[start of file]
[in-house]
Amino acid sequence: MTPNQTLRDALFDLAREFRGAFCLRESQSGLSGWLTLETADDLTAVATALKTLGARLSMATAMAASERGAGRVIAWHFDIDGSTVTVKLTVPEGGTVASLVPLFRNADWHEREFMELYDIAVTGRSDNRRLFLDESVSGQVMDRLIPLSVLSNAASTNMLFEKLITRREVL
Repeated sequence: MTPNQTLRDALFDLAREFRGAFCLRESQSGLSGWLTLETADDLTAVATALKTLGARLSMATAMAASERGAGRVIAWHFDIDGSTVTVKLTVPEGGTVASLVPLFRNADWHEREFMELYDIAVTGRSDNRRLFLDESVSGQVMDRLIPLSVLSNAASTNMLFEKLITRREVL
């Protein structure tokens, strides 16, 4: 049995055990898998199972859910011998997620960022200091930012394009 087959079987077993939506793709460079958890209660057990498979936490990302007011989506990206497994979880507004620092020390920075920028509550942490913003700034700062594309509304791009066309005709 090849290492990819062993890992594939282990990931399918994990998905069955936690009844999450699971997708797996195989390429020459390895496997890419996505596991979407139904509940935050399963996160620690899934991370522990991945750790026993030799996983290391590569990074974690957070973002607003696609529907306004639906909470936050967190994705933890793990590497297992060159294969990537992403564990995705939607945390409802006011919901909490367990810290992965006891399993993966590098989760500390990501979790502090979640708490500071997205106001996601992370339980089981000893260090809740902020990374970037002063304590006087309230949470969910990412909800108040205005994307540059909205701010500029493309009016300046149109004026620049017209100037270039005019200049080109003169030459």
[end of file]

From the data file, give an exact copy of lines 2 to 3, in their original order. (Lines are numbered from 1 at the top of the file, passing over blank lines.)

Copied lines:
Amino acid sequence: MTPNQTLRDALFDLAREFRGAFCLRESQSGLSGWLTLETADDLTAVATALKTLGARLSMATAMAASERGAGRVIAWHFDIDGSTVTVKLTVPEGGTVASLVPLFRNADWHEREFMELYDIAVTGRSDNRRLFLDESVSGQVMDRLIPLSVLSNAASTNMLFEKLITRREVL
Repeated sequence: MTPNQTLRDALFDLAREFRGAFCLRESQSGLSGWLTLETADDLTAVATALKTLGARLSMATAMAASERGAGRVIAWHFDIDGSTVTVKLTVPEGGTVASLVPLFRNADWHEREFMELYDIAVTGRSDNRRLFLDESVSGQVMDRLIPLSVLSNAASTNMLFEKLITRREVL